Painting A Wave

By Howard Moss 1922–1987 Howard Moss
“Painting a wave requires no system,”
The painter said, painting a wave.
“Systems may get you flotsam and jetsam,
Seaweed and so forth. But never a wave.”

There was a scroll or fine-lined curve
On the canvas first, and then what looked
Like hair flying or grayish nerves,
Which began to move as the painter worked.

“Painting the sea is a lot of trouble;
It never stops still for a moment, so
I try to make it internal, mental,
As though I stopped it, then let it go.”

Something began to pulse and tumble
Out of the brushes, the ink, the chalk;
A long black line commenced to tremble,
Then, like a fishline, started to jerk . . .

With what at the end? “I think I’ve caught it.”
A drop of water hung by a hair.
“If I could only stop it a minute!”
The drop began to race somewhere,

Spreading out in every direction,
A bird of thread, caught in a storm,
Trying to say, “Connection! Action!”
But in the end it was very calm.

Soon there was water under water,
And over the sand a sun . . . a moon?
Who could have seen that wave of water
One night ago? Or a thousand and one?

Who could have seen the lid of water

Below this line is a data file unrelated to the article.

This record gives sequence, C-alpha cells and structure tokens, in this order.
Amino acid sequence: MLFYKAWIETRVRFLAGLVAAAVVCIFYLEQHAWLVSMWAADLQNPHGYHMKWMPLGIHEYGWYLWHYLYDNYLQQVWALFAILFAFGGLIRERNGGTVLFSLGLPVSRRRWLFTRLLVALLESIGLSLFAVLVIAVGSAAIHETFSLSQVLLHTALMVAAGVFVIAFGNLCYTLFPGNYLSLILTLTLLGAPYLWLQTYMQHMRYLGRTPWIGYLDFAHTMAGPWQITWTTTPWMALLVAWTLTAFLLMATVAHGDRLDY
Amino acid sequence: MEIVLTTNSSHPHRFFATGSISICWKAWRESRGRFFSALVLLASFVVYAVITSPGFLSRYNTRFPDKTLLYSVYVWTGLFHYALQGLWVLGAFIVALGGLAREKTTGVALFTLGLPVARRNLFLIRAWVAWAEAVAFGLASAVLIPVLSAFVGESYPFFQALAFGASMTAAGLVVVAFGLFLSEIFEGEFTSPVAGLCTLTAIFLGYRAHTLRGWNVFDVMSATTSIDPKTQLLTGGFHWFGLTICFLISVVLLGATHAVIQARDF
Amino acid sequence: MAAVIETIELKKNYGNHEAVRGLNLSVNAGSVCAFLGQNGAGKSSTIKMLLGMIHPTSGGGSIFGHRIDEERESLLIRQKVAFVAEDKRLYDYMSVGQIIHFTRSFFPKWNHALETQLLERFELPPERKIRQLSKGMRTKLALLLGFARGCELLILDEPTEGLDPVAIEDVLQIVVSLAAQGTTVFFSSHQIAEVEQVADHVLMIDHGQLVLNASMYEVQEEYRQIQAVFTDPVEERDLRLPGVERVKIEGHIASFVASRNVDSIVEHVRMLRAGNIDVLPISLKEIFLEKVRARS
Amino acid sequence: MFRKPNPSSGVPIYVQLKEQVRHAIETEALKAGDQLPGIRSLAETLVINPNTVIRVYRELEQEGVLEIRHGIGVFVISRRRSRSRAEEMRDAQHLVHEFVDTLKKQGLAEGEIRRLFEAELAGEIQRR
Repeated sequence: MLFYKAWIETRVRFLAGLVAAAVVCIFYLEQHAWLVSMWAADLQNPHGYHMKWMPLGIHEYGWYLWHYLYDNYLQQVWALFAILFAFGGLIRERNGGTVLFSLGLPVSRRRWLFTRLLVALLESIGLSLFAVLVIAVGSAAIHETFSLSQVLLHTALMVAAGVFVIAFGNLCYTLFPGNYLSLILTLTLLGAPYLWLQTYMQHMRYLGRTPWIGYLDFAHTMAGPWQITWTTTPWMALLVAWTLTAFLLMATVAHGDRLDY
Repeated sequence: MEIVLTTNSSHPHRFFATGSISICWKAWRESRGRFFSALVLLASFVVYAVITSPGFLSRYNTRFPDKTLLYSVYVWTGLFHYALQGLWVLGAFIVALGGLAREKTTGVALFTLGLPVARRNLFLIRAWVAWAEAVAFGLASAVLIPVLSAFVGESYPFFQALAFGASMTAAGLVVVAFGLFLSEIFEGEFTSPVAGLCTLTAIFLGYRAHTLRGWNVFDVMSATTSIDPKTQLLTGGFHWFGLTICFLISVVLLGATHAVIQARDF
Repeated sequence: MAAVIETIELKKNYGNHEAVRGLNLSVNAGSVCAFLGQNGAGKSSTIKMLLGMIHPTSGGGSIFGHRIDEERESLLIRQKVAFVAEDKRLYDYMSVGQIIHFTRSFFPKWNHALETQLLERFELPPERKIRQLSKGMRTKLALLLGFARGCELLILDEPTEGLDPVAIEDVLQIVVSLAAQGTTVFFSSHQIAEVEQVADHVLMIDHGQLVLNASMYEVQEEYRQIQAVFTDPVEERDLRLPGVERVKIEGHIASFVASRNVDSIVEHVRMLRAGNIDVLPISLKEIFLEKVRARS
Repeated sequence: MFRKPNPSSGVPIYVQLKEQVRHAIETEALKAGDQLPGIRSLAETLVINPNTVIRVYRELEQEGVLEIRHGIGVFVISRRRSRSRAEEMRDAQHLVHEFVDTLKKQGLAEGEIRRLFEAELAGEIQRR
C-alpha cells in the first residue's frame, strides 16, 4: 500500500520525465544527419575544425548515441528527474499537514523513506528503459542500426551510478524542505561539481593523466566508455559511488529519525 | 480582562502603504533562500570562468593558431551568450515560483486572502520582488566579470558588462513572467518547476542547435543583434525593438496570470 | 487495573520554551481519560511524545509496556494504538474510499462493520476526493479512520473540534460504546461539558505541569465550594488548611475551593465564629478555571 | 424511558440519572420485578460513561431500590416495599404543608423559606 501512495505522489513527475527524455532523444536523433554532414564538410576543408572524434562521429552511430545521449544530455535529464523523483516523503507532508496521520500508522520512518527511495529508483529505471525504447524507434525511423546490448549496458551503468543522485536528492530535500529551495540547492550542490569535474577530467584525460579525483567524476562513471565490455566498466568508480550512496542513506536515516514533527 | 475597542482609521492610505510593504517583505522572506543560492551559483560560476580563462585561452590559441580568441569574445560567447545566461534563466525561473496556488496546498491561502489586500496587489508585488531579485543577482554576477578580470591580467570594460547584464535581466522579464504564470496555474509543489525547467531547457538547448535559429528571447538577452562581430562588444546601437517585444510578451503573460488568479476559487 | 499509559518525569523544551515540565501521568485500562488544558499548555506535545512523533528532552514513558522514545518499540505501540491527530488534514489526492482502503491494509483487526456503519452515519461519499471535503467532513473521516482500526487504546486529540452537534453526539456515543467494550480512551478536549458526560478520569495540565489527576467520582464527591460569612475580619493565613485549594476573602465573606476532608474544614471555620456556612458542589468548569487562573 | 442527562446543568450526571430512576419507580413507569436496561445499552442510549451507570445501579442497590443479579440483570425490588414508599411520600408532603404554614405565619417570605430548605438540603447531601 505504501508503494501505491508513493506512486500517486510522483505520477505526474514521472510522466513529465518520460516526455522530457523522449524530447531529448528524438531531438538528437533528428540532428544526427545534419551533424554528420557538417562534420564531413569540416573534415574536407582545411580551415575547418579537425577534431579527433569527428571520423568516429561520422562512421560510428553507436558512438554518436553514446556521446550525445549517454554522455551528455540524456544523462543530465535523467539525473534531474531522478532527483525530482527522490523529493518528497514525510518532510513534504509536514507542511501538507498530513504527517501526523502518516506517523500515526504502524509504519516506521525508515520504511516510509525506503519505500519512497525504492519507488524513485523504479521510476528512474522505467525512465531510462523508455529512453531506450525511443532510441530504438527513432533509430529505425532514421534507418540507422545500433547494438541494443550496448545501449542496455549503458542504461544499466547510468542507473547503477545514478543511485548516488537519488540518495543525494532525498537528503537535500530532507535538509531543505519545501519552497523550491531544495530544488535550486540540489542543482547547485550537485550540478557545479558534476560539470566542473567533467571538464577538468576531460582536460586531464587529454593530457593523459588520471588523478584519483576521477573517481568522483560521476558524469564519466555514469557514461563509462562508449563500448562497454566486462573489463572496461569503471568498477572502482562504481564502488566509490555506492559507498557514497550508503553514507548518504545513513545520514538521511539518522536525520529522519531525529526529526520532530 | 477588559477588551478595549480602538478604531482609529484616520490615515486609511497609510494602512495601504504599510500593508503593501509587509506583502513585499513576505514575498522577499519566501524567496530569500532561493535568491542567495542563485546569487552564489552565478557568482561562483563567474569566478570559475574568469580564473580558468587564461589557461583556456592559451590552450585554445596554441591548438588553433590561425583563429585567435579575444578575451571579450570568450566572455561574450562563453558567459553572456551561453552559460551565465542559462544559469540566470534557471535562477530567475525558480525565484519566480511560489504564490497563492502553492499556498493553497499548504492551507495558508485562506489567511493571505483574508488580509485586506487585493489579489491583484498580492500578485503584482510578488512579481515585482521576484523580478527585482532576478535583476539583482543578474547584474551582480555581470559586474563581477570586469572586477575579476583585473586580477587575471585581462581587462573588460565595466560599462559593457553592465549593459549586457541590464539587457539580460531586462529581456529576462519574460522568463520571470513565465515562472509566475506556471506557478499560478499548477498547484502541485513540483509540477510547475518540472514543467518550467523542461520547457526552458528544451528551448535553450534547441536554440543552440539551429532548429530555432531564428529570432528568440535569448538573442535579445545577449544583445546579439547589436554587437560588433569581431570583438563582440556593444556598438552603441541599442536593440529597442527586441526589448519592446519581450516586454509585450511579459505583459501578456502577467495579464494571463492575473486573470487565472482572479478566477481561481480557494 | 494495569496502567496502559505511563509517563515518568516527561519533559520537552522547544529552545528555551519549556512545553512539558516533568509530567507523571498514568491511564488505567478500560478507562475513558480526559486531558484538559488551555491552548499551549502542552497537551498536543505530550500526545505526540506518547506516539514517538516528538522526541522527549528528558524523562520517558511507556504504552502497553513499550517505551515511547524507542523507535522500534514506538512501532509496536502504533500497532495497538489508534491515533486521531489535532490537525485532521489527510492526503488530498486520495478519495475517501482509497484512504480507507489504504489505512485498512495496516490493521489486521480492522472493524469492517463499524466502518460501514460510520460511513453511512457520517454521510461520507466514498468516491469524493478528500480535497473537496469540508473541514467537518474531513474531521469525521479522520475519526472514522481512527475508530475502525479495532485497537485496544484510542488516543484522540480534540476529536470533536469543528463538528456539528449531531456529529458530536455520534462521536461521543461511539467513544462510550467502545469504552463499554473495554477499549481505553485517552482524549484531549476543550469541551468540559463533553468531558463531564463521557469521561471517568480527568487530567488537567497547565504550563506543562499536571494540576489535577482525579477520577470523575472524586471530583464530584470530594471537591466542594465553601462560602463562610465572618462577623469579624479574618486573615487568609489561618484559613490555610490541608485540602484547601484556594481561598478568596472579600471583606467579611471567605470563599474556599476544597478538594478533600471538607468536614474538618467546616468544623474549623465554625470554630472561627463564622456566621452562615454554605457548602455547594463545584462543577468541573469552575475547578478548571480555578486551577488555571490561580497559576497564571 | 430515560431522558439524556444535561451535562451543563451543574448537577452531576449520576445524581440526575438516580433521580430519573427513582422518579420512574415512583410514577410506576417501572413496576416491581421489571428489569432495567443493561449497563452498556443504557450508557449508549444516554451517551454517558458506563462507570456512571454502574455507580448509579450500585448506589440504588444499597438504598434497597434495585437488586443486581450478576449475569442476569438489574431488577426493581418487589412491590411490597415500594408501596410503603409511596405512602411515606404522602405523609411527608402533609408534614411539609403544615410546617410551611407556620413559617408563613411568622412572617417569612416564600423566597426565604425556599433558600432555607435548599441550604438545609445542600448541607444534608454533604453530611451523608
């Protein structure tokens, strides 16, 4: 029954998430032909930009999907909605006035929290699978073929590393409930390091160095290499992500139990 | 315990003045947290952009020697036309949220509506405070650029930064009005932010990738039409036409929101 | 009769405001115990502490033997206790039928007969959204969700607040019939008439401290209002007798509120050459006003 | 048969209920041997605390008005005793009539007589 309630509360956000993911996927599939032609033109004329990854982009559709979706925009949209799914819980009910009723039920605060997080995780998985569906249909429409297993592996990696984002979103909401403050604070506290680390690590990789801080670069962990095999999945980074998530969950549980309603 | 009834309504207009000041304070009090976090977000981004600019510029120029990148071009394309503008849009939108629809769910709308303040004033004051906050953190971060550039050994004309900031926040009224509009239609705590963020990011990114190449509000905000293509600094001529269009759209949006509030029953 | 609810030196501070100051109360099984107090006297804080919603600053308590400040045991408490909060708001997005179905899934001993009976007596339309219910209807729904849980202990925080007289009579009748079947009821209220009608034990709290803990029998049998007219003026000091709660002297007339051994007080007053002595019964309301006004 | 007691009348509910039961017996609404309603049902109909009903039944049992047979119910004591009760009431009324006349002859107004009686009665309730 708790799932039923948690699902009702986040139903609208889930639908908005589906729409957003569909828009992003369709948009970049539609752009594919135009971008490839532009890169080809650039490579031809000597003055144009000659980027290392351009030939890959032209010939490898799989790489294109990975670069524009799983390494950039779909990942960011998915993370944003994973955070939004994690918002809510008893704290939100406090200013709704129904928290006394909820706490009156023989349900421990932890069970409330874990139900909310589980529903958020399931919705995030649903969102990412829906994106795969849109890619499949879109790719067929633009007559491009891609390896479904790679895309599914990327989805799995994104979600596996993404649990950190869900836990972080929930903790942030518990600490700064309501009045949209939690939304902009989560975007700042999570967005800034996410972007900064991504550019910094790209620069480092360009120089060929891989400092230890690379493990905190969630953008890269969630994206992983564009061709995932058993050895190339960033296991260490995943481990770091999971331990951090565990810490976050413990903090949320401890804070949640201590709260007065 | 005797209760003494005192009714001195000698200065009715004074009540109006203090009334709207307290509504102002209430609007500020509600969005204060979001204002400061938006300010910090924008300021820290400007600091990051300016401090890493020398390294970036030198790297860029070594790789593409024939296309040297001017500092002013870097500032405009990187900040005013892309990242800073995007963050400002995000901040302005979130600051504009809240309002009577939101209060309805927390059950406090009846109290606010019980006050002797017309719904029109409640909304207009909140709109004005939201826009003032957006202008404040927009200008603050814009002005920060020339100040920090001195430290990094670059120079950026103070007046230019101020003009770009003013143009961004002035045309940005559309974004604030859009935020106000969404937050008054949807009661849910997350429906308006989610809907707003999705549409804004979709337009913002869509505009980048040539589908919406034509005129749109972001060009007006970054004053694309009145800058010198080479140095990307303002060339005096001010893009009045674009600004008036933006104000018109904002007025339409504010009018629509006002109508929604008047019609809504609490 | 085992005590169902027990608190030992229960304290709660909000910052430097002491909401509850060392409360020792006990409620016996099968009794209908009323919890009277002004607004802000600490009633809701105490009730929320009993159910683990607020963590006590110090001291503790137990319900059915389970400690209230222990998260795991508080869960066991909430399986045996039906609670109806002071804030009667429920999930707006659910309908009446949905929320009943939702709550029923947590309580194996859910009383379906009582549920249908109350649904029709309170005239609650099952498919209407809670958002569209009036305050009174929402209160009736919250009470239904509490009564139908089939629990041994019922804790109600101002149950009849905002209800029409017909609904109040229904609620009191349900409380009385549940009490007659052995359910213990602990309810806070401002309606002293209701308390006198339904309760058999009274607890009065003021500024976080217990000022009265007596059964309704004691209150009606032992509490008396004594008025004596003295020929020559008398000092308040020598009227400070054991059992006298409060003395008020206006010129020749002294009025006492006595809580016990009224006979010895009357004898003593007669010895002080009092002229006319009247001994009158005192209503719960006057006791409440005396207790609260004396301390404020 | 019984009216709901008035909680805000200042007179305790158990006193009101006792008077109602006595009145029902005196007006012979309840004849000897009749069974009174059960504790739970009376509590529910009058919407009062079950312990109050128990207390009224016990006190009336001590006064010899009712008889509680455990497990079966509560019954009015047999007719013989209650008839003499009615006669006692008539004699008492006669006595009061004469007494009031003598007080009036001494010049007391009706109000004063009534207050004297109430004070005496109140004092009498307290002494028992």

With its thin mascara of buoys and corks,
With its lined horizon’s distant glimmer
Of maybe a skyline like New York’s?

Now there will be that morning evening
Tide dyeing the water’s pulse,
The wave drying in ink. The Wave.
Moving, momentous, motionless.

Howard Moss, “Painting A Wave” from New Selected Poems, published by Atheneum. Copyright © 1985 by Howard Moss. Reprinted by permission of Estate of Howard Moss.

Source: New Selected Poems (Atheneum Publishers, 1985)

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Poet Howard Moss 1922–1987

Subjects Nature, Seas, Rivers, & Streams, Arts & Sciences, Painting & Sculpture

Poetic Terms Rhymed Stanza, Ekphrasis

 Howard  Moss


Howard Moss was the poetry editor of the New Yorker for almost forty years. In that influential capacity, this quiet, unassuming man was one of the key figures in American letters in the late twentieth century, boosting the careers of many young poets by publishing their work in one of the few mass circulation magazines which bought poetry and paid well for it. Writing in World Literature Today, Ashley Brown observed that "it . . .

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SUBJECT Nature, Seas, Rivers, & Streams, Arts & Sciences, Painting & Sculpture

Poetic Terms Rhymed Stanza, Ekphrasis

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